Number 838, September 7 , 2007
by Phil Schewe and Ben Stein
Acoustic Quantum Dots.
A new experiment at the Cavendish Lab at the University of Cambridge is the first to controllably shuttle electrons around a chip and observe their quantum properties. A quantum dot restricts electrons to a region of space in a semiconductor so tiny as to be essentially zero-dimensional. This in turn enforces a quantum regime; the electron may only have certain discrete energies, which can be useful, depending on the circumstances, for producing laser light or for use in detectors and maybe even future computers.
A quantum dot is usually made not by carving the semiconductor into a tiny grain but rather by imposing restrictions on the electron’s possible motions by the application of voltages to nearby electrodes. This would be a static quantum dot. It is also possible to make dynamic quantum dots-that is, moving dots that are created by the passage of surface acoustic waves (SAWs) moving through a narrow channel across the plane of a specially designed circuit chip (see figure at http://www.aip.org/png/2007/289.htm). The acoustic wave itself is generated by applying microwaves to interleaved fingered electrodes atop a piezoelectric material like GaAs. The applied electric fields between finger-electrodes induce a sound wave to propagate along the surface of the material.
These acoustic waves have the ability to scoop electrons and chauffeur them along the surface.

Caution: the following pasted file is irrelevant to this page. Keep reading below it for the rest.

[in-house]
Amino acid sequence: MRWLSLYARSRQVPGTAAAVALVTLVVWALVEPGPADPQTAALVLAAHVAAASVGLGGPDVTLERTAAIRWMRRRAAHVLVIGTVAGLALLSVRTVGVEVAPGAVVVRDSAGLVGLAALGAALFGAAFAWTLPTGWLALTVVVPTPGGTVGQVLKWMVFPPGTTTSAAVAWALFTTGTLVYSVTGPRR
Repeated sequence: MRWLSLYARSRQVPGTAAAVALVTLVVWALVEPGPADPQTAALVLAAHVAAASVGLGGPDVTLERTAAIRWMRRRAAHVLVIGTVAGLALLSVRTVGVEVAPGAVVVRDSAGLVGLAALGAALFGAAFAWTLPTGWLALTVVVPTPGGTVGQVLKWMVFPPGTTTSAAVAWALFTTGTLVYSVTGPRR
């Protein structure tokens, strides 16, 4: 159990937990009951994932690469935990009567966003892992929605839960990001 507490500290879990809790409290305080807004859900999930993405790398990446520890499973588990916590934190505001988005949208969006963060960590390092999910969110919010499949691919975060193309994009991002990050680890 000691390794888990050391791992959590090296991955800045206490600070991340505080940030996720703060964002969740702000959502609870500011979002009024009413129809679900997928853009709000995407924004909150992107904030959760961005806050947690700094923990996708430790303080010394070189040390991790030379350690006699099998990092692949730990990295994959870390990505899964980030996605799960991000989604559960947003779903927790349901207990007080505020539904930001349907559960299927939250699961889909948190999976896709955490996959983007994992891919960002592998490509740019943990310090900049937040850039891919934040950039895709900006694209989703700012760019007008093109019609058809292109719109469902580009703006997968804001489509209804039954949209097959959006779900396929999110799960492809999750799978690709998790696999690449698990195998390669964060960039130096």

The tiny region confining the electron even as it moves is in effect a quantum dot. Such acoustic-based dynamic quantum dots have made before, but according to Cambridge researcher Michael Astley (email@example.com), this is the first time the tunneling of the electrons (even single electrons) into and out of the quantum dots has been observed. This is an important part of the whole electron-shuttling process since one wants control over the electron motions and spins. If, moreover, electrons in two very close acoustic wave channels could be entangled, then this would present the chance to make a sort of flying qubit, which could be at the heart of a quantum computer. (Astley et al., Physical Review Letters, upcoming article)
Curley Hair Gets Less Tangled Than Straight Hair.
The hair on people’s heads (typically 100,000-150,000 hairs per head) comes in lots of shades, degrees of oiliness, and amounts of curliness. Jean-Baptiste Masson, who works at the Laboratory for Optics and Biosciences of the Ecole Polytechnique in France set out to study the problem scientifically. On the experimental front, he consulted hairdressers and got them to count tangles in people’s hair. On the theoretical front, he devised a geometrical model of hair, hoping to explain the results mathematically.
Tangles, defined as groupings of hair that resist combing, proved to be almost twice as prevalent with straight hair than with curly hair. Masson (firstname.lastname@example.org) explains this by saying that although straight hairs interact with each other less frequently the interaction is at great angles, and it is the relative angle between hairs that causes tangles. This in turn is a consequence of the surface properties of the hairs. One possible application of this work on hair, Masson says, is in designing velcro-like products.
For instance, the velcro properties could be changed by adding extra scales to the soft part of the velcro elements or by making the tension of the strings higher-the equivalent of making the strands straighter. Masson, whose main field of research is biophysics, expects his geometrical modeling might also be useful in the study of polymers and other filamentary materials in the biological world. (American Journal of Physics, August 2007)